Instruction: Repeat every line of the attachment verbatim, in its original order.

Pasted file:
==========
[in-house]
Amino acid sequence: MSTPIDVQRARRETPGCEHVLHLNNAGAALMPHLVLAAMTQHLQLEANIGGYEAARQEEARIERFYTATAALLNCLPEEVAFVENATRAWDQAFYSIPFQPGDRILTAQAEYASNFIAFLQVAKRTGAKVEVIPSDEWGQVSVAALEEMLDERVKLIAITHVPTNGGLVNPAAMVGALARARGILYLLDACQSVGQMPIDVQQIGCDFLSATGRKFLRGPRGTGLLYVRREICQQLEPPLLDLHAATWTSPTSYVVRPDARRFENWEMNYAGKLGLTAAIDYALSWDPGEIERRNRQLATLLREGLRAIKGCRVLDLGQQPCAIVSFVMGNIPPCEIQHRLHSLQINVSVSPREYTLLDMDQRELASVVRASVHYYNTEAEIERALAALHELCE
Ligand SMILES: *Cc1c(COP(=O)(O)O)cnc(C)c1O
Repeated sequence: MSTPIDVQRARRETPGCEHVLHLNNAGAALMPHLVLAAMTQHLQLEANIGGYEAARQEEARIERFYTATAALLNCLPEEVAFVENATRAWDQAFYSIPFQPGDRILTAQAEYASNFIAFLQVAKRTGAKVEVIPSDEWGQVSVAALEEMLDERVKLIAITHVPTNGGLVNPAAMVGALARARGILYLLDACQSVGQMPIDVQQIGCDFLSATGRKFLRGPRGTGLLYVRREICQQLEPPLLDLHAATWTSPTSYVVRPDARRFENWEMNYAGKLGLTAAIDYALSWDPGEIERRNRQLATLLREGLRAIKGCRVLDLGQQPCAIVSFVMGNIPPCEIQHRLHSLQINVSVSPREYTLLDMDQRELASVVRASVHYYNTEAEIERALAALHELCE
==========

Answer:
[in-house]
Amino acid sequence: MSTPIDVQRARRETPGCEHVLHLNNAGAALMPHLVLAAMTQHLQLEANIGGYEAARQEEARIERFYTATAALLNCLPEEVAFVENATRAWDQAFYSIPFQPGDRILTAQAEYASNFIAFLQVAKRTGAKVEVIPSDEWGQVSVAALEEMLDERVKLIAITHVPTNGGLVNPAAMVGALARARGILYLLDACQSVGQMPIDVQQIGCDFLSATGRKFLRGPRGTGLLYVRREICQQLEPPLLDLHAATWTSPTSYVVRPDARRFENWEMNYAGKLGLTAAIDYALSWDPGEIERRNRQLATLLREGLRAIKGCRVLDLGQQPCAIVSFVMGNIPPCEIQHRLHSLQINVSVSPREYTLLDMDQRELASVVRASVHYYNTEAEIERALAALHELCE
Ligand SMILES: *Cc1c(COP(=O)(O)O)cnc(C)c1O
Repeated sequence: MSTPIDVQRARRETPGCEHVLHLNNAGAALMPHLVLAAMTQHLQLEANIGGYEAARQEEARIERFYTATAALLNCLPEEVAFVENATRAWDQAFYSIPFQPGDRILTAQAEYASNFIAFLQVAKRTGAKVEVIPSDEWGQVSVAALEEMLDERVKLIAITHVPTNGGLVNPAAMVGALARARGILYLLDACQSVGQMPIDVQQIGCDFLSATGRKFLRGPRGTGLLYVRREICQQLEPPLLDLHAATWTSPTSYVVRPDARRFENWEMNYAGKLGLTAAIDYALSWDPGEIERRNRQLATLLREGLRAIKGCRVLDLGQQPCAIVSFVMGNIPPCEIQHRLHSLQINVSVSPREYTLLDMDQRELASVVRASVHYYNTEAEIERALAALHELCE